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Interview: Sharon Van Etten

"Friends send me negative reviews, because they think I need to toughen up."


Sharon Van Etten

Sharon Van Etten

Dusdin Condren

Sharon Van Etten is a New Jersey-born, Brooklyn-based artist who breathes fresh life into the sad-singer-songwriter archetype. On her two albums, 2009's Because I Was in Love and 2010's Epic, Van Etten sings broken love-songs in a heart-breaking voice that strings words out into strange and wonderful new songs.

Interview: 31 August 2010

When did you first start making music?
"Around my junior year of high school, I started learning how to play guitar, and writing stupid love-songs. I was really into Weezer, Pavement, Sunny Day Real Estate, and Ani DiFranco, but also The Kinks, the Rolling Stones, Jethro Tull, and Joni Mitchell. It was all-over-the-place; that stage where you're still figuring it all out."

Did writing songs come easily to you?
"Well, I felt better after every time that I sang, but I didn't exactly know why. I didn't think I was good —I knew I wasn't a good writer— I just liked doing it. When I moved away to Tennessee to go to college, I tried to pursue music, but the guy I was seeing wasn't at all supportive. So, I just had to keep it secret, and write and play in my room. Then, whenever he would go out of town, I'd go play an open-mic, and I'd always get positive feedback."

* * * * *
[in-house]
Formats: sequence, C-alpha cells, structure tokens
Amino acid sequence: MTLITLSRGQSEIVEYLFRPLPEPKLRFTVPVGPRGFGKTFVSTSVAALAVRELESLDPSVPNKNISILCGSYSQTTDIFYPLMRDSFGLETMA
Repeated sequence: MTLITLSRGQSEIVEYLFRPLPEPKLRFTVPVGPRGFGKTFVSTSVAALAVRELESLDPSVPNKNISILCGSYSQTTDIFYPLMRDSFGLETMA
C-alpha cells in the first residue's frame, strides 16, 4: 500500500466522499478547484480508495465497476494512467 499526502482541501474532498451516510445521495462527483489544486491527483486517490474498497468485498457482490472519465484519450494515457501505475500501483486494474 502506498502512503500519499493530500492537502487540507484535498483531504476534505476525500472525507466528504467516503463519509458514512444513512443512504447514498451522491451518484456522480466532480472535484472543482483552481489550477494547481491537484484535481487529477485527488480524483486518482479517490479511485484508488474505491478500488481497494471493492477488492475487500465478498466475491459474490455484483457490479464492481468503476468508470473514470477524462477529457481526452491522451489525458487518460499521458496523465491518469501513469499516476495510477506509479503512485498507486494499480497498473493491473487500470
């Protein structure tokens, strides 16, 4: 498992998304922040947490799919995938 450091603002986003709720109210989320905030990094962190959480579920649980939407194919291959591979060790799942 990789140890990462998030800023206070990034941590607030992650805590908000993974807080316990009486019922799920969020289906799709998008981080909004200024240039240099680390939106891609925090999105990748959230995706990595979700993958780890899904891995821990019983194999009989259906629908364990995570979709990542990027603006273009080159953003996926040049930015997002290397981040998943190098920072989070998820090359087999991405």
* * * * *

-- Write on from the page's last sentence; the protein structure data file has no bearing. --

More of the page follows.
Did making music as this secret hobby influence the tenor of the songs?
"I think so. At the beginning, it was really such confessional writing, and performing was such an intensely cathartic experience. I had these really sad songs about being closed off to people, and then I'd go play them and just explode. Like: 'I've been holding this in for so long! He's finally gone!' I worried that it was too much for people."

What was keeping you in that relationship?
"It was my first love. You can be so blinded by it, and have this fantasy that love isn't easy, and that you'll do anything for this person. Years later, I worked out that he actually didn't really love me; but it took years of neglect and abuse for me to realize that. It was a very slow-motion, downward-spiral of a relationship. It eventually came to a point where he either cleaned up his act, or I was going to leave, and he said he wasn't going to change for me. So, I moved back home to Jersey, and tried to pick up the pieces. I wanted to become myself again; I forgot who I was for a long time."

How much did music help that process of self-rediscovery?
"Hugely. It was probably the most helpful thing. It was like therapy to me. At first I thought I was a little crazy, but the more I wrote and was able to look at my thoughts —these stream-of-consciousness lyrics— the more it seemed like I was giving myself advice without even knowing it. Sometimes it takes me a year to look at lyrics that I wrote and realize exactly what I was talking about."

Have you ever felt guarded regarding what you sing about?